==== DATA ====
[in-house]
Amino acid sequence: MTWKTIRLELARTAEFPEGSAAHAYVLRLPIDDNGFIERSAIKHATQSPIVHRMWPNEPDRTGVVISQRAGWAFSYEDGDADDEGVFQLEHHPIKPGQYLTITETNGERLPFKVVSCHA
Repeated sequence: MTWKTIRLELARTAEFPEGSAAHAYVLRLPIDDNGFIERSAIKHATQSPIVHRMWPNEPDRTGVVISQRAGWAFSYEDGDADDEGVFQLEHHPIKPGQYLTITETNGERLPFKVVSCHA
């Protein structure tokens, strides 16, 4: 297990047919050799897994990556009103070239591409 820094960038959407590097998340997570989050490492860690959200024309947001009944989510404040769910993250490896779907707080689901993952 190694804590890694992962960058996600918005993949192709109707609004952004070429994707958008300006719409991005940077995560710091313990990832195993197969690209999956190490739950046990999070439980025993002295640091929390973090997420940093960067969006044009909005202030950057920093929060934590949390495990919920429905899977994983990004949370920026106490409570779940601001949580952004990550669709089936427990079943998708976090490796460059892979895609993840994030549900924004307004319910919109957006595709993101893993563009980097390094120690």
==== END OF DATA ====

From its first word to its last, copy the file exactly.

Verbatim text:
[in-house]
Amino acid sequence: MTWKTIRLELARTAEFPEGSAAHAYVLRLPIDDNGFIERSAIKHATQSPIVHRMWPNEPDRTGVVISQRAGWAFSYEDGDADDEGVFQLEHHPIKPGQYLTITETNGERLPFKVVSCHA
Repeated sequence: MTWKTIRLELARTAEFPEGSAAHAYVLRLPIDDNGFIERSAIKHATQSPIVHRMWPNEPDRTGVVISQRAGWAFSYEDGDADDEGVFQLEHHPIKPGQYLTITETNGERLPFKVVSCHA
């Protein structure tokens, strides 16, 4: 297990047919050799897994990556009103070239591409 820094960038959407590097998340997570989050490492860690959200024309947001009944989510404040769910993250490896779907707080689901993952 190694804590890694992962960058996600918005993949192709109707609004952004070429994707958008300006719409991005940077995560710091313990990832195993197969690209999956190490739950046990999070439980025993002295640091929390973090997420940093960067969006044009909005202030950057920093929060934590949390495990919920429905899977994983990004949370920026106490409570779940601001949580952004990550669709089936427990079943998708976090490796460059892979895609993840994030549900924004307004319910919109957006595709993101893993563009980097390094120690």